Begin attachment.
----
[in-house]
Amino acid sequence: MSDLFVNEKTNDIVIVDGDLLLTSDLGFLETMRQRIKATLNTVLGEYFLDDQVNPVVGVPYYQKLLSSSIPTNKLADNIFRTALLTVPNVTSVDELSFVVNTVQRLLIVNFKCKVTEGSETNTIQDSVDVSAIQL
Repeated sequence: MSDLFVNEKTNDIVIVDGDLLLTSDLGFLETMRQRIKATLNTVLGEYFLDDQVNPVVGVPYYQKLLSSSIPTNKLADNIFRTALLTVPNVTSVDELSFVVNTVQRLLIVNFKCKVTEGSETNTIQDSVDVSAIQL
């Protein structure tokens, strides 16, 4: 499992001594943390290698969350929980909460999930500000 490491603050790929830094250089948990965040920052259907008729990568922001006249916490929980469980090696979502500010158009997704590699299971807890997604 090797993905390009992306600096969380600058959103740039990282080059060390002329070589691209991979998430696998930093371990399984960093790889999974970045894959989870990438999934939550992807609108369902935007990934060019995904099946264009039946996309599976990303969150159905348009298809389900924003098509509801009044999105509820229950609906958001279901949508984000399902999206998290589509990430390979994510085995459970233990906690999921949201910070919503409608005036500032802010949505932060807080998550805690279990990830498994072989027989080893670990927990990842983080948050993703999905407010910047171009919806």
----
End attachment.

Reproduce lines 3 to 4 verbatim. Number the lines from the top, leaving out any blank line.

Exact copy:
Repeated sequence: MSDLFVNEKTNDIVIVDGDLLLTSDLGFLETMRQRIKATLNTVLGEYFLDDQVNPVVGVPYYQKLLSSSIPTNKLADNIFRTALLTVPNVTSVDELSFVVNTVQRLLIVNFKCKVTEGSETNTIQDSVDVSAIQL
């Protein structure tokens, strides 16, 4: 499992001594943390290698969350929980909460999930500000 490491603050790929830094250089948990965040920052259907008729990568922001006249916490929980469980090696979502500010158009997704590699299971807890997604 090797993905390009992306600096969380600058959103740039990282080059060390002329070589691209991979998430696998930093371990399984960093790889999974970045894959989870990438999934939550992807609108369902935007990934060019995904099946264009039946996309599976990303969150159905348009298809389900924003098509509801009044999105509820229950609906958001279901949508984000399902999206998290589509990430390979994510085995459970233990906690999921949201910070919503409608005036500032802010949505932060807080998550805690279990990830498994072989027989080893670990927990990842983080948050993703999905407010910047171009919806």